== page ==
What is Threat Detection Engineering (TDE)?
While traditional cybersecurity may provide the first line of defense against basic or well-known attack methods, newer or more advanced threats might still go undetected. For instance, traditional antiviruses work by scanning a system for traces of programs known to be malicious. However, an antivirus will not be able to recognize signatures that are unknown to the provider. This is why antiviruses must be continually updated with the signatures of the newest known malware if they are to remain effective.
Threat Detection Engineering (TDE) is a proactive cybersecurity practice that focuses on threat detection, prevention, and mitigation. The main component of TDE is code written by the Threat Detection Engineer.
Code written with a threat detection engineering strategy will not only be able to monitor what is being used on a given device but how it is being used. This means that the TDE system will be able to establish a regular baseline of user behavior, and the ability to trigger an alert if there is a suspicious deviation in this behavior. This is indispensable for a more advanced cybersecurity system because attackers have been known to engage in malicious activity through legitimate programs, instead of relying on more potentially conspicuous malware, which would be detected by an antivirus. For instance, Rclone is a legitimate tool commonly used for managing cloud storage. However, it is also a popular tool among threat actors, who have been known to use it for data exfiltration. For a traditional antivirus, it would not be possible to detect the use of Rclone, let alone distinguish normal user behavior from its criminal use.
By creating custom code and detection rules, threat detection engineers can effectively identify and respond to potential threats before a breach occurs, rather than relying on the threat having been seen before.
Components of Threat Detection Engineering
There are three main components that contribute to effective TDE.
Before writing any code, it is important to have a clear understanding of the potential threats to the system. This can come from sources such as threat alerts, reports, or observations. Threat intelligence involves understanding key factors that contribute to the threat landscape, such as industry, type of organization, the main threat actors in the sphere, and their preferred cyberattack methodologies.
With the necessary information at hand, Threat Detection Engineers are able to best write code that is able to best detect potential threats, and create alerts that monitoring teams will see and respond to. Most of this code is comprised of detection rules, which provide the cybersecurity system with a set of instructions to search for and identify threats. Like all other forms of cybersecurity, detection code must be continually updated with the latest threat intelligence on the most current threats if it is to remain relevant and effective.
Threat Detection Engineers
The threat detection process inevitably involves human monitoring and intervention. It is essential to have trained staff and enough resources in order to properly respond to threat alerts as soon as they happen. It is important to note that an alert will be useless unless there is a cybersecurity specialist there to react to it.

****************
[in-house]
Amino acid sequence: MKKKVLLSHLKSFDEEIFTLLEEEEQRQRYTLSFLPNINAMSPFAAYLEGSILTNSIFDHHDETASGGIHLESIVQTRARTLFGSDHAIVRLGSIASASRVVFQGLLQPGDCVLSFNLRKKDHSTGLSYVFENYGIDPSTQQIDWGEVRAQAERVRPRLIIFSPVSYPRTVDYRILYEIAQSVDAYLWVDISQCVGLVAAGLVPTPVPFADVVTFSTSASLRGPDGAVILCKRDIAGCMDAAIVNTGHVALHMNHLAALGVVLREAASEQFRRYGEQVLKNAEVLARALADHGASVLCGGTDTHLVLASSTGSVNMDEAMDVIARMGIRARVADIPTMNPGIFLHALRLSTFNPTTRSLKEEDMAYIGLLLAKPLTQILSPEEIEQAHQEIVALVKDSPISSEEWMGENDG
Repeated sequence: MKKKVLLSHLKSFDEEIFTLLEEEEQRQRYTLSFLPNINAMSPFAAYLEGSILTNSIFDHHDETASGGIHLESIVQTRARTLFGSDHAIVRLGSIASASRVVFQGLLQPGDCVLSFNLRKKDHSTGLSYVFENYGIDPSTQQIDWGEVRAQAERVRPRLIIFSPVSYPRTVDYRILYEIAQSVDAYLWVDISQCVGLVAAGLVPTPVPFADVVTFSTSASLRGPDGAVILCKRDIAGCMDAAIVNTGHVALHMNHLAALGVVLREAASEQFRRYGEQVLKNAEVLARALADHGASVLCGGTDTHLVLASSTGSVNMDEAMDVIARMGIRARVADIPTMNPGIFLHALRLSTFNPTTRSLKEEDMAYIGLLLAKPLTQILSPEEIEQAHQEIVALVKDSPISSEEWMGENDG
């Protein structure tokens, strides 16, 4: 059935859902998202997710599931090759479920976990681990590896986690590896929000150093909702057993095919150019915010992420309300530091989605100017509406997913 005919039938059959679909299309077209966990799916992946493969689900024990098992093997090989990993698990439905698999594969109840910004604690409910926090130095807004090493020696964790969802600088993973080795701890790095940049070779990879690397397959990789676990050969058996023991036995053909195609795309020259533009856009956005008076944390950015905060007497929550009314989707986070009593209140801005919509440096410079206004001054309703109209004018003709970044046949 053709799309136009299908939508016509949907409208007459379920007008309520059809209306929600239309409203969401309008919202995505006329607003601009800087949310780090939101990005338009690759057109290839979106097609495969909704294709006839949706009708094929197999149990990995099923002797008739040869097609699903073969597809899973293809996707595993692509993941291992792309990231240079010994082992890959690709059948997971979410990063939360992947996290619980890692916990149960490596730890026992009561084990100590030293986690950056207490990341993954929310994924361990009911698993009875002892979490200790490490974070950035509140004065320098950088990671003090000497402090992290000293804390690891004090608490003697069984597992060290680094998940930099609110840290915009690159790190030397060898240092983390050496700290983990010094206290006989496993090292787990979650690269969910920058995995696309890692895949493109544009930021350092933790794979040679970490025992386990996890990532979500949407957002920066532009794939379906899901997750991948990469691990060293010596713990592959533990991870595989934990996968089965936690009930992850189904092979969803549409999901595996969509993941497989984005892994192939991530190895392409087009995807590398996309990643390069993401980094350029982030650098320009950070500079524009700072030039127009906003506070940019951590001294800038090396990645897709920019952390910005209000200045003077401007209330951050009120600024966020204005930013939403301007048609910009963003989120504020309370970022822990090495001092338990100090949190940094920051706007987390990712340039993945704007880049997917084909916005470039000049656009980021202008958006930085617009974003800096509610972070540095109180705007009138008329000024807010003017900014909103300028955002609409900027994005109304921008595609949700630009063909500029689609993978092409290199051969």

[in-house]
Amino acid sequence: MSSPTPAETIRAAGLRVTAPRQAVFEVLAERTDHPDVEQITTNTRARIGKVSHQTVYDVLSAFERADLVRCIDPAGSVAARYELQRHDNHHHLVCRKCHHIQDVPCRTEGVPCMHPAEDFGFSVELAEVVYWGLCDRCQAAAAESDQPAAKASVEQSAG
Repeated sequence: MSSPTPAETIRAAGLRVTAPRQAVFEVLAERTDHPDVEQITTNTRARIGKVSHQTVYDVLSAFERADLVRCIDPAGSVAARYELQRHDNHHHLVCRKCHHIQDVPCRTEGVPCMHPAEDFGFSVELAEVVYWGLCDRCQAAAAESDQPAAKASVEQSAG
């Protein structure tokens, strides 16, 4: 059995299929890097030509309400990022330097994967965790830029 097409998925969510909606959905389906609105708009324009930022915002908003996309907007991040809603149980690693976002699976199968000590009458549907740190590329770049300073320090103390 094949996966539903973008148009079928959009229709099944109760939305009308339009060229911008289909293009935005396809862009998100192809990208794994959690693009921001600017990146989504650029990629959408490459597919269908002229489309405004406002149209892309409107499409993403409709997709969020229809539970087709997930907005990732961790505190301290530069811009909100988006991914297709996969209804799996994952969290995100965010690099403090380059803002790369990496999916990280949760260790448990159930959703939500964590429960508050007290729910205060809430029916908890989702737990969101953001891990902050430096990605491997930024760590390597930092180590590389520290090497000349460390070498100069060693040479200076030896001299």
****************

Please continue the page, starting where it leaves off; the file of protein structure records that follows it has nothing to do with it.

The Ever-Growing Importance of TDE for Organizational Security
The threat landscape is constantly shifting and evolving. As such, organizations must be ready to identify and mitigate the newest threat, whether it may be a sophisticated attack from an advanced threat actor or a more common threat with a new spin on it. This ever-changing plethora of threats makes it imperative to have in place a system that will be able to detect suspicious activity regardless of whether a threat is known or not. As stated above, TDE does this by monitoring user behavior, and establishing patterns of typical use, which it then uses to detect deviations and create alerts accordingly.
Ultimately, TDE is a value-add proposition. When it comes to finding a reliable defense against cyber threats, commercial products are not the only way to go. Many products lack the sophistication and particular tailoring that threat detection engineering services provide. Unlike commercial products, TDE comes with specialized skill sets that can be tailored to a client's exact needs and requirements. The convenience of having this service available cannot be understated in today's digital world, where businesses are increasingly vulnerable to security risks but equally varied in their thread landscapes and detection needs.
Key Practices for Implementing TDE
Organizations must engage in diligent threat modeling if they are to engineer a successful detection system. Therefore, it is essential that they follow these key practices to maximize their security incident detection and response.
Know the IT Operating Environment
A common failing of organizations is a lack of knowledge concerning their operating environment. This means that they do not keep a strict record of, for instance, how many devices they have, what they are being used for, and how and where they are connected to the internet while on or off premises. Without a clear understanding of the operating environment, it is impossible for threat detection engineers to know which programs should be allowed, where attacks could be coming from, and what areas a threat detection engineering system must engage in. This makes it difficult to write detection rules that will conduct successful security operations.